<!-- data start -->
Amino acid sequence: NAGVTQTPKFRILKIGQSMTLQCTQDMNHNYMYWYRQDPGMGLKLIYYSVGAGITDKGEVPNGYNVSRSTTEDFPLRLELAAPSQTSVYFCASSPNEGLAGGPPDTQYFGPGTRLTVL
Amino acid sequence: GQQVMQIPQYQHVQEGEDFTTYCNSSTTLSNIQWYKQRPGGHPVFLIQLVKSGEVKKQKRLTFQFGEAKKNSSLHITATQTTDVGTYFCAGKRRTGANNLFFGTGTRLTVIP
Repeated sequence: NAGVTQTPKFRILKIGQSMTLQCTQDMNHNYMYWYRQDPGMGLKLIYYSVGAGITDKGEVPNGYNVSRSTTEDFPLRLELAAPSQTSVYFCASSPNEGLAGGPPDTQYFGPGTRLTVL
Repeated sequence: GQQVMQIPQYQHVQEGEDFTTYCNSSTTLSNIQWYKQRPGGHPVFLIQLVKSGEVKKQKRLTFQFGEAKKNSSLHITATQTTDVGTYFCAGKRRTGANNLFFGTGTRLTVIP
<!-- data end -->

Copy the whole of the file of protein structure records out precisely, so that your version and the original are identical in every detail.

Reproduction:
Amino acid sequence: NAGVTQTPKFRILKIGQSMTLQCTQDMNHNYMYWYRQDPGMGLKLIYYSVGAGITDKGEVPNGYNVSRSTTEDFPLRLELAAPSQTSVYFCASSPNEGLAGGPPDTQYFGPGTRLTVL
Amino acid sequence: GQQVMQIPQYQHVQEGEDFTTYCNSSTTLSNIQWYKQRPGGHPVFLIQLVKSGEVKKQKRLTFQFGEAKKNSSLHITATQTTDVGTYFCAGKRRTGANNLFFGTGTRLTVIP
Repeated sequence: NAGVTQTPKFRILKIGQSMTLQCTQDMNHNYMYWYRQDPGMGLKLIYYSVGAGITDKGEVPNGYNVSRSTTEDFPLRLELAAPSQTSVYFCASSPNEGLAGGPPDTQYFGPGTRLTVL
Repeated sequence: GQQVMQIPQYQHVQEGEDFTTYCNSSTTLSNIQWYKQRPGGHPVFLIQLVKSGEVKKQKRLTFQFGEAKKNSSLHITATQTTDVGTYFCAGKRRTGANNLFFGTGTRLTVIP